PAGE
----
Mapping Skills for Elementary Students (K-3)

Mapping Skills for Elementary Students (K-3)

A couple of weeks ago my children and I set out with our co-op to do a mapping skills exercise. (This sounds super official, but translated that’s me and two friends and all our kids learning directions and beginning mapping!) We have a range of ages so we have different difficulty levels for the activities.) We met up to teach cardinal directions (north, south, east, west) to the younger students, and combine that with beginning mapping for our K-3 students. In this age of directions read aloud to us at the push of a button, I want to make sure my children understand how to read a map. Hopefully this will also encourage a good sense of direction at some point. (Please tell me it doesn’t make me old that I remember looking up streets for my mother on a map while we were driving around!) So here’s what we did, and what map skills worksheets we used.

We met up in our local little Old Town, because it’s pedestrian-friendly and is laid out in square blocks. First up, cardinal directions! One of my friends lined up all the kids facing north, and introduced the mnemonic Never Eat Sour Worms (there’s a whole list of mnemonics here!) going around clockwise. They practiced that a few times, and then I hauled out my atlas, showed them our city on the map, and had them point to where we would wind up if we went north, then east, etc. (South lands you in the water down here!) Time to put this new knowledge into action. The smallest children got papers with the cardinal directions listed; each time we changed direction they put a check mark next the new direction we were going. (You can see the worksheet she typed up in the first picture.) They also got a road sign scavenger hunt to keep them engaged while we talked. A stationary worksheet that would have worked well is to fill in what you see in each direction around you:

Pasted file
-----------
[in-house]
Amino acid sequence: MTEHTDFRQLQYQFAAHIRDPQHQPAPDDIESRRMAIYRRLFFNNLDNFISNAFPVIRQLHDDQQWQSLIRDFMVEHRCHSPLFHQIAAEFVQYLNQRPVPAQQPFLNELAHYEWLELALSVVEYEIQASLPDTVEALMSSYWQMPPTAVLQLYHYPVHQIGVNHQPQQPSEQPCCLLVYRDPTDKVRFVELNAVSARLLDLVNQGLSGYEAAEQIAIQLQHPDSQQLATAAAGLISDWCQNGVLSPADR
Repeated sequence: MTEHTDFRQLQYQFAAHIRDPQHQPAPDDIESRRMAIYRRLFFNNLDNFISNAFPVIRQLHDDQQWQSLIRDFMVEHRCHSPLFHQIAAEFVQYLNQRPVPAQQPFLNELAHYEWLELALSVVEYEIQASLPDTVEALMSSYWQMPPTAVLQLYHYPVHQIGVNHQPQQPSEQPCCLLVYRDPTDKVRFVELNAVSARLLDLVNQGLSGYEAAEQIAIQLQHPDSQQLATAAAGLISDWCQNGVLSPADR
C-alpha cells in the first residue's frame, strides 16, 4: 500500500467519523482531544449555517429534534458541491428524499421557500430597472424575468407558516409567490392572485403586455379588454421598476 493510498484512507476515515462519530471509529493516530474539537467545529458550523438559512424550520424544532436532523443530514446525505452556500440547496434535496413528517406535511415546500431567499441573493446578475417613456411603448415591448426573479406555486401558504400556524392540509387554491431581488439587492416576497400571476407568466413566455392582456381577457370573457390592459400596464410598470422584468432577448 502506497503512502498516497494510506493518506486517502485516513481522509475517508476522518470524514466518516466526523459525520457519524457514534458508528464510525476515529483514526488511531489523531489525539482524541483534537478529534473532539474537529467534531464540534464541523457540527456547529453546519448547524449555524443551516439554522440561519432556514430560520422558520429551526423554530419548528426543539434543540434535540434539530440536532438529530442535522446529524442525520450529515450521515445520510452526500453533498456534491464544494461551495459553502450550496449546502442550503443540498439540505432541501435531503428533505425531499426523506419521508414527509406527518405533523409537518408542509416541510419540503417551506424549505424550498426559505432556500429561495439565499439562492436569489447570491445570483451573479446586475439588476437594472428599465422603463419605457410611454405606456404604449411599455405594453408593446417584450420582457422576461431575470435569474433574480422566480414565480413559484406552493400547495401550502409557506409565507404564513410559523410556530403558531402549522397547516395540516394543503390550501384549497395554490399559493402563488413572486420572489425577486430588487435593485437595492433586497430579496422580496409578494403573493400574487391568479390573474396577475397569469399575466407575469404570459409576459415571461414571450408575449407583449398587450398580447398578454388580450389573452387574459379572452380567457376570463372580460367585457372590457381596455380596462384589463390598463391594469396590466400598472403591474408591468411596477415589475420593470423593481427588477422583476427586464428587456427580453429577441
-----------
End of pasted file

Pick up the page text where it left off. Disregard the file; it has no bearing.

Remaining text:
Compass Rose Map


The website has numerous worksheets similar to this one, and you can find them all over here.

For the “older” children (the ones in kindergarten and 2nd grade), I handed them a city block grid to map where we walked. This City block grid is the one that I found at the last minute to print off to use (real-life confessions!), before I figured out how to make my own blank one for mapping. You can make your own grids, with wide “streets” for younger kids, and smaller ones for more detailed mapping for older kids. (Here is the tutorial on how to make the table grids wider and gray.) Then as we walked the kids traced where we were going, and occasionally we stopped to draw in our own landmarks (if you can read our map, we saw an ice cream shop and a motel with a prominent sign). In order to do this they had to keep their map oriented correctly, and put some spatial awareness to work to figure out where to place things on their new map.

city map worksheet

If you can also see on the map, we walked right past our fire station…and it so happened that several of our firemen were all geared up to meet a school field trip! So we got a personal tour of the fire engine, and got to ask questions (well, we mamas did… the kiddoes were too busy playing with the helmet!). Talk about day made!

stop at the fire station

After we left the fire station, we finished our mapping skills route and headed back to the our cars. Our little exercise took us an hour total, even with the fire station detour. If your group is exclusively in the K-3 range-ish, you could definitely take more time and map with more detail. Next time we may also give directions to wind up at a treat stop… 😉 On the way home I had my kids guess in which direction we were driving each time we made a turn. My van displays the direction, so I had to cover it up while they guessed, but it also lead to a good discussion of “What does NW mean??”

blank city block grid mapping skill worksheet

If you’d like to do something like this mapping exercise, here is my printable for your own blank city block map skills worksheet if you want to do this exercise with your elementary aged students. Printable: BlockGrid.

Compass rose for mapping skills

Google image search “compass rose” and then print off one you like. Have the little ones point/circle/put a check mark next to the direction you’re heading.

What activities have you done to teach mapping skills to your kids? I plan to do more and would love to hear some ideas!



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